for your baby.
I would add to these themes another concept that is implicit. Always feel empowered to talk with
the neonatologist. He or she is supervising the care of your baby and should ensure that you
understand the medical treatment plan. When you’re feeling at loose ends, ask for a conference with
the care team.
Advocating for your baby does not stop with NICU discharge. The Preemie Primer provides
useful information about services available after you bring your baby home to help attain the best
possible outcome. Although they may be readily available, these services are often complicated to
Another unique aspect of The Preemie Primer is the sprinkling of personal stories about Jennifer’s
own sons, Oliver and Victor. These vignettes make the medical information provided more real, and
the suffering, uncertainty, and sometimes powerlessness of parents in an NICU more evident. Jennifer
also emphasizes the very important issue of postpartum depression, which is often under-recognized
by your baby’s medical team. This is a real medical condition requiring treatment and can be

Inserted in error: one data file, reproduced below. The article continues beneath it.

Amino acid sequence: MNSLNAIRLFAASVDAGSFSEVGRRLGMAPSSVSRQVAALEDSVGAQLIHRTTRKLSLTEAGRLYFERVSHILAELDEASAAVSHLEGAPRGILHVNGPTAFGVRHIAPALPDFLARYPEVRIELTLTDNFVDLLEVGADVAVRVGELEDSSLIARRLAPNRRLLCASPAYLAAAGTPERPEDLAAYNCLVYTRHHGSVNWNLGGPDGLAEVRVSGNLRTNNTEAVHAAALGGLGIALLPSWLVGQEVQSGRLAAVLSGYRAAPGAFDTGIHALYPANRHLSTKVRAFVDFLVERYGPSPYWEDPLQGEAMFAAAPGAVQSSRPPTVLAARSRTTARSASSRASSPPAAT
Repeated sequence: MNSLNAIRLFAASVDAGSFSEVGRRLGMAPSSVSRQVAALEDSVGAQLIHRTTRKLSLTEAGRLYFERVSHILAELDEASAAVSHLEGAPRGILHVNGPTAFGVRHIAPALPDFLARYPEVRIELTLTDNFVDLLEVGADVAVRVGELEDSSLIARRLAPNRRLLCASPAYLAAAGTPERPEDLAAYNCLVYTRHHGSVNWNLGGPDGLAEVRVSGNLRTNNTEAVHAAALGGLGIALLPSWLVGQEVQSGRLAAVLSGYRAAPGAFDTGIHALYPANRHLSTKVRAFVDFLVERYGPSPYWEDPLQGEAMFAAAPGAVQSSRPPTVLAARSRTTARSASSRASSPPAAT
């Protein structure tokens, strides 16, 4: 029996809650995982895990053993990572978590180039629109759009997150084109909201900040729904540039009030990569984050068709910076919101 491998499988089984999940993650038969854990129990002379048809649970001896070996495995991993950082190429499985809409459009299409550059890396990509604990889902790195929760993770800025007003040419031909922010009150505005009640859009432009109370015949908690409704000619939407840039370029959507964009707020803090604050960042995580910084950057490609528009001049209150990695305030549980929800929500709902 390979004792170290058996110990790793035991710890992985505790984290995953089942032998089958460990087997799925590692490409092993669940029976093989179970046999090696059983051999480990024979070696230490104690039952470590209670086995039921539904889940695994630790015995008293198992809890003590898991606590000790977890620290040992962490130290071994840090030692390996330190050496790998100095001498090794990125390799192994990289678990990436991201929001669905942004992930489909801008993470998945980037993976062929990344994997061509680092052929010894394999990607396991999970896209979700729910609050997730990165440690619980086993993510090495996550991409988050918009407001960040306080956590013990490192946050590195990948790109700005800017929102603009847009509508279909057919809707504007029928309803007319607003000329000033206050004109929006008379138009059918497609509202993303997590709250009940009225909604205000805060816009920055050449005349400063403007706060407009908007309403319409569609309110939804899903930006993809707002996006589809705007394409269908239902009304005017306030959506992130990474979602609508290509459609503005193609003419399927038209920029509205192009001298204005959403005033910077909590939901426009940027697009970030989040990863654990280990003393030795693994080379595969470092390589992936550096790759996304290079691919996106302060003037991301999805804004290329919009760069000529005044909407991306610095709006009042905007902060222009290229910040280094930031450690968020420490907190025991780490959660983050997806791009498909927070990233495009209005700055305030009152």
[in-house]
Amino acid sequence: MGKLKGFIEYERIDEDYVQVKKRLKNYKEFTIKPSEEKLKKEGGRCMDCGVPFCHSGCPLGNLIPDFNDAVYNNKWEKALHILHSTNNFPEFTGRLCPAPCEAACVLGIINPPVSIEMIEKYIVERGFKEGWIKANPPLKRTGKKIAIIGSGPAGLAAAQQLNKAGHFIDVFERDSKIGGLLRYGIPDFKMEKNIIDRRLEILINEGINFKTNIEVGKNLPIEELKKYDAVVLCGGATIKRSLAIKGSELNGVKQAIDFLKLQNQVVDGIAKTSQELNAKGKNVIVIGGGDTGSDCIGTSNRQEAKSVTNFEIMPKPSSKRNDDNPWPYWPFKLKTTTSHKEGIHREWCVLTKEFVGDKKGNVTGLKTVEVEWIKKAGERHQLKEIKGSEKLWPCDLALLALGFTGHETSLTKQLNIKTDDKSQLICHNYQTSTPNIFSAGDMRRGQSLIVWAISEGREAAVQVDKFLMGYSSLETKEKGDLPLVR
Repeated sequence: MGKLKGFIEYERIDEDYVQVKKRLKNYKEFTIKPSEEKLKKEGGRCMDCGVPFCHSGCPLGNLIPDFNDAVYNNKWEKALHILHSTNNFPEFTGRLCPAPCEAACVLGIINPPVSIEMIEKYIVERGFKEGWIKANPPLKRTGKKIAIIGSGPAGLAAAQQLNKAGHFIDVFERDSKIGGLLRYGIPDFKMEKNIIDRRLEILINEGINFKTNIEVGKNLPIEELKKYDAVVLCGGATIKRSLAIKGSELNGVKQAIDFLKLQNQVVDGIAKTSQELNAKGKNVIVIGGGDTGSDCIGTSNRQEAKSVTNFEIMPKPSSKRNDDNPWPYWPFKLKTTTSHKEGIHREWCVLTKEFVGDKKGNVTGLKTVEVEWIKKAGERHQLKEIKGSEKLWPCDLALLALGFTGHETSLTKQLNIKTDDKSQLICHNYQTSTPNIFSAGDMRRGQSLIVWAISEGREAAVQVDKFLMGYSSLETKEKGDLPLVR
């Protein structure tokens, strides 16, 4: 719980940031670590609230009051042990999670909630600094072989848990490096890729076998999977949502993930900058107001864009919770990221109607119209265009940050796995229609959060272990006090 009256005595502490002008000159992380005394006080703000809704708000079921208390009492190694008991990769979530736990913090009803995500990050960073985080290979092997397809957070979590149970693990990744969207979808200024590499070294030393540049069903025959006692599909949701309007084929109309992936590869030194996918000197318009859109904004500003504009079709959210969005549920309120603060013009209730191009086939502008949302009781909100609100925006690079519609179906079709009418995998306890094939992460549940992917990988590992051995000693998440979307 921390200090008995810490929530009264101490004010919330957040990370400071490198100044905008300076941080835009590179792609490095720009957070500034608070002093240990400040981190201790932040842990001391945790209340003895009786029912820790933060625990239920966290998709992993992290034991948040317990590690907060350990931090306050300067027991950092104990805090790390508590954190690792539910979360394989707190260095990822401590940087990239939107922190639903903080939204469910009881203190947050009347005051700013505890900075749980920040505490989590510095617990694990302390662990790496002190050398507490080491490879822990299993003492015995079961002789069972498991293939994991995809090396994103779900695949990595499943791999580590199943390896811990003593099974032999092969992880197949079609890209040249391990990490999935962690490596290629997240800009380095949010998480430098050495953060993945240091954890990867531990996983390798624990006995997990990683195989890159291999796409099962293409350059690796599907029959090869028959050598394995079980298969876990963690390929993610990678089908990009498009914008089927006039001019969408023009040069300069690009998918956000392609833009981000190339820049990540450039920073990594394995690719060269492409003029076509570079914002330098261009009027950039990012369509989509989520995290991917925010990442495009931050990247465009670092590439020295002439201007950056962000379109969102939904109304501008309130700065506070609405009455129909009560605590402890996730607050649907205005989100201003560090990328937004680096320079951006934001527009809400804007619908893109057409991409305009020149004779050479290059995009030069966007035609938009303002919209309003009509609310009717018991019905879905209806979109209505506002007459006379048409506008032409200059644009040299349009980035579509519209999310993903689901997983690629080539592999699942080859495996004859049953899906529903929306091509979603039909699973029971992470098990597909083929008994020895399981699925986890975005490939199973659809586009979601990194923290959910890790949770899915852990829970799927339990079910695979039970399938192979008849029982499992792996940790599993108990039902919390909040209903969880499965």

exacerbated by having a very sick preterm infant. It’s never inappropriate to ask to see a therapist or
psychiatrist with expertise in the management of postpartum depression. Some NICUs have someone
available. If yours does not, ask your obstetrician or NICU social worker for a referral. You are less
capable of helping your baby if you’re struggling emotionally.
It is very moving for me to write a foreword for this important book for parents of preterm infants.
I have practiced neonatology for nearly 30 years and took part in Oliver and Victor’s care in the
NICU. I’ve always tried to be sensitive to the needs of both families and babies, but Jennifer’s
insights have served to make me more sensitive and aware—for that I am thankful.